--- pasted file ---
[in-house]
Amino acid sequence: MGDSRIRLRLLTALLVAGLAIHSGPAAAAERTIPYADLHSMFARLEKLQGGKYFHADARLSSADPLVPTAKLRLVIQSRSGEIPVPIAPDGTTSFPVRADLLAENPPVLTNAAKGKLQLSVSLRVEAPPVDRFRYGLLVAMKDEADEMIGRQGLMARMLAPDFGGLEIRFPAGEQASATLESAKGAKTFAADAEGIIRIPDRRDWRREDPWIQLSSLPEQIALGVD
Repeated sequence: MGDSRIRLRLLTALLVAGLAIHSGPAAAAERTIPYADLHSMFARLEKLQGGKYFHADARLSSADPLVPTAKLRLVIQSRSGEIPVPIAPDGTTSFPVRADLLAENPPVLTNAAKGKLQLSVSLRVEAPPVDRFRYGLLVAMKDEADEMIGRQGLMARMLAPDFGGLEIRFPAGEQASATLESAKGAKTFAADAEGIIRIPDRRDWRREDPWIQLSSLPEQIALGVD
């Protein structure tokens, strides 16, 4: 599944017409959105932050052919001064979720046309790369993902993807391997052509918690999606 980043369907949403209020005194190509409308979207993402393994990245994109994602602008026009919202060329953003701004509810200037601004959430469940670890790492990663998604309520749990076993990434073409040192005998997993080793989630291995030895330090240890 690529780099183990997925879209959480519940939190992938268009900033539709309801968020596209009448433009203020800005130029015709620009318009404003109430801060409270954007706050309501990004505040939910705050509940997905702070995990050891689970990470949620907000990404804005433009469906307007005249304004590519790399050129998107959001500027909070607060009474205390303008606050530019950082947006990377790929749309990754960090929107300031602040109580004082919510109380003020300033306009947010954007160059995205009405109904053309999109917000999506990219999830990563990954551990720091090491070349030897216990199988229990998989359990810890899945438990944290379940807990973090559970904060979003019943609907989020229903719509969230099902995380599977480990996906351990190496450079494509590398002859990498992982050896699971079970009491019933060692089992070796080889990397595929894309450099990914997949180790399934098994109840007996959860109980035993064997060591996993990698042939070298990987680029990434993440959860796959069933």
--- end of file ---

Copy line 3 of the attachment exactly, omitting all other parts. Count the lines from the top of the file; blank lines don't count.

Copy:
Repeated sequence: MGDSRIRLRLLTALLVAGLAIHSGPAAAAERTIPYADLHSMFARLEKLQGGKYFHADARLSSADPLVPTAKLRLVIQSRSGEIPVPIAPDGTTSFPVRADLLAENPPVLTNAAKGKLQLSVSLRVEAPPVDRFRYGLLVAMKDEADEMIGRQGLMARMLAPDFGGLEIRFPAGEQASATLESAKGAKTFAADAEGIIRIPDRRDWRREDPWIQLSSLPEQIALGVD